Canada humiliated by tiny Martinique
– CBC Headline
I was clearly highly entertained – and feeling a little smug – in light of this Twittering. When I first saw Martinique was trending, I seriously thought Mont Pelée had just erupted or something. Turns out Martinique, in the last ten seconds of a football match at the CONCACAF Gold Cup, scored a goal to beat Canada.
This is big news? Then I saw the CBC headline. And the tweets. Oh, the tweets. They ranged from:
@jellis9: At first I thought Martinique was some player on another team- then I realized it was its own country. #whoknew
@GabeSenecal: Canada is 9000 times the area of Martinique, and has 82 times the population, but we still lost to them in men’s soccer #LetsStickToHockey
@innaheight: On me dit que la Martinique vient officiellement de lancer un défi au Canada en hockey sur glace. [I just heard that Martinique has just officially challenged Canada in ice hockey.]
@rmarcham: Home from watching the end of the Timbers streak. Getting caught up now…Martinique pulled it off? They beat Canada? Whoa…
I laughed and then called my partner who is in Martinique without internet so he could laugh too.
He did laugh, but then he asked “Why is this such a surprise?”
Should Canada really be humiliated by a loss to a team from an island where a lot of youth (like my students) aspire to be professional soccer players and whose squad has players from the Premier League, La Liga, and Ligue 1? Or should Canada actually be humiliated by the fact that despite our free education system, the most common tweet was something along the lines of “What’s a Martinique?”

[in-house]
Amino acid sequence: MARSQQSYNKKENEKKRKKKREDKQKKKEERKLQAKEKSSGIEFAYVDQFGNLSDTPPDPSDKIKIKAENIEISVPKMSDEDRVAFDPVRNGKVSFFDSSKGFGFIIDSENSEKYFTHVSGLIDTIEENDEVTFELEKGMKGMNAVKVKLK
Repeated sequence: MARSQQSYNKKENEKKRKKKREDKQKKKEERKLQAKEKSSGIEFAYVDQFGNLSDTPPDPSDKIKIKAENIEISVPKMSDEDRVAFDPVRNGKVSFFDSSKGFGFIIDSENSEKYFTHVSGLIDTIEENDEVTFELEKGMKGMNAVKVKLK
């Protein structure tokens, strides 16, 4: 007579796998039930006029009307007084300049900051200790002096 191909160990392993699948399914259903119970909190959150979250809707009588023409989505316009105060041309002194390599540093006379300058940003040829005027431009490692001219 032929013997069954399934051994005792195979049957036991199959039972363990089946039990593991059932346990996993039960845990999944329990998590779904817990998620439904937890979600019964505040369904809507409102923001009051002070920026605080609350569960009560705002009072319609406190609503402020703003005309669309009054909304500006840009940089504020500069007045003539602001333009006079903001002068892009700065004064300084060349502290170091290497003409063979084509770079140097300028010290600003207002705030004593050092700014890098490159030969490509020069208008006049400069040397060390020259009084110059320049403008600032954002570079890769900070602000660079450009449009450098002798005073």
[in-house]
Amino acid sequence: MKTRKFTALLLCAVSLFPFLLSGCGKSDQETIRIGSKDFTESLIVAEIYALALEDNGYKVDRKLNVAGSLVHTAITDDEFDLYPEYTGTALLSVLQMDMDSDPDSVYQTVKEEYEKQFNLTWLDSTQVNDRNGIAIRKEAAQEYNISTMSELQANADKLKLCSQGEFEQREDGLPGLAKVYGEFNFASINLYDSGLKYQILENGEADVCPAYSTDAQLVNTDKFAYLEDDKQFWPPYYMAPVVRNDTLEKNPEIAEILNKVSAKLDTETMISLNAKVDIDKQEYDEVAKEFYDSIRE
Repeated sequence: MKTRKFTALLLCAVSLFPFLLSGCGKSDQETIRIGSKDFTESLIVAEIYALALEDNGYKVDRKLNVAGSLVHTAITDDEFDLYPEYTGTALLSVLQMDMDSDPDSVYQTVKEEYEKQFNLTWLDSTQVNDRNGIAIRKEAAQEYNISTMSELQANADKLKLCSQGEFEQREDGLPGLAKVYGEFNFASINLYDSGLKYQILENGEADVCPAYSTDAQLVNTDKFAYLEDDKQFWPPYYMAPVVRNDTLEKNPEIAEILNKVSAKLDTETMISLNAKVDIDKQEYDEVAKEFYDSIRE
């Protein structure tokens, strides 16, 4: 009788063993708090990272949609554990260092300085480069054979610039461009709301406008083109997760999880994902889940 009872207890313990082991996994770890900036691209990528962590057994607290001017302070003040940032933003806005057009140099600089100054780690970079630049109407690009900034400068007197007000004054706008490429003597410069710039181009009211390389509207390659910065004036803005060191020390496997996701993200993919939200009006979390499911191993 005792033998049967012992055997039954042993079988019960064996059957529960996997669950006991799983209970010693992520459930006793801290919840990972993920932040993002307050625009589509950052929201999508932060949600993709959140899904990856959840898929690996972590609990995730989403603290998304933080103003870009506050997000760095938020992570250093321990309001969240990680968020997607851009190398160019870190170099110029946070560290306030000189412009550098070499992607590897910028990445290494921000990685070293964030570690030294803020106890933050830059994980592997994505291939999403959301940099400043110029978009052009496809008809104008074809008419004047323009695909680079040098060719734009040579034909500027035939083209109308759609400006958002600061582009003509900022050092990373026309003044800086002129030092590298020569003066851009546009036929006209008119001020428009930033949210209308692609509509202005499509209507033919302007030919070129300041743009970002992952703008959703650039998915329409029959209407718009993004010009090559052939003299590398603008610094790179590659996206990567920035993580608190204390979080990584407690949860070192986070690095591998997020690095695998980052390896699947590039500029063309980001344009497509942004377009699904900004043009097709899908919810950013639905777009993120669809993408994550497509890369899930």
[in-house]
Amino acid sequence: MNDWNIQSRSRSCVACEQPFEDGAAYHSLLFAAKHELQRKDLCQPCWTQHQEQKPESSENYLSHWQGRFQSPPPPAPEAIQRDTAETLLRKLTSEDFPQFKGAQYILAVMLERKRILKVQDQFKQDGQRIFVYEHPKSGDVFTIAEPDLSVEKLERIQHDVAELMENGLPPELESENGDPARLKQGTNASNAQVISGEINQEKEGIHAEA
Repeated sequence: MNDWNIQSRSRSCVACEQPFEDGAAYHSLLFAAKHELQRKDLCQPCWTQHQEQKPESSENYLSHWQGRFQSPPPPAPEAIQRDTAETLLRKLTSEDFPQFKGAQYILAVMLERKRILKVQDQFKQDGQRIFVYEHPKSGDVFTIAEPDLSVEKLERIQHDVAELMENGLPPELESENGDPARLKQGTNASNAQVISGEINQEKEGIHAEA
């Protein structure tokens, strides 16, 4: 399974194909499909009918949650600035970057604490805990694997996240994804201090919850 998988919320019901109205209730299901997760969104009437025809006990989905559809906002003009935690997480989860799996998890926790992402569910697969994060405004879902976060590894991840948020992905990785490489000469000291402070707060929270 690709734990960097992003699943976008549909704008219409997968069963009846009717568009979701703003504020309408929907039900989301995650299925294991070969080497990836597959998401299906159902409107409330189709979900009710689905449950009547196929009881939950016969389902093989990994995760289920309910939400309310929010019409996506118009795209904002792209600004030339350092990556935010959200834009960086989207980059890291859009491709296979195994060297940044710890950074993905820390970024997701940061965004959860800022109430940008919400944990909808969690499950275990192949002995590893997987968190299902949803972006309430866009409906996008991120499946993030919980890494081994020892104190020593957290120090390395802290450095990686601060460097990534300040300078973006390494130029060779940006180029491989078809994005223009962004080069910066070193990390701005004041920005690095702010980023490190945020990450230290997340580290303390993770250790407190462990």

I won’t be smug here – Martinique wasn’t on my radar prior to me living there for over a year. To be honest, I didn’t know anything about the island until my last year of university.
People who have studied post-colonial literature may have talked about Frantz Fanon; geography students may have read about Mount Pelée; and visitors to other islands may have heard of this French island sandwiched between honeymooner’s paradise (St. Lucia) and the set of Pirates of the Caribbean (Dominica).
But what this whole Twitter chatter illustrates is we are seriously underestimating Martinique. Not just in football, but in terms of its rich history, its natural sources, postcard-worthy beaches and rivers and its legacy of scholarship.
Everyone knows I have a bit of a love-hate relationship with Martinique but it’s not a reflection of the experiences this island has to offer. I could never deny that Martinique is a place worth visiting and gaining an understanding of.
So do that. And keep an eye on this tiny French island – this was just the beginning.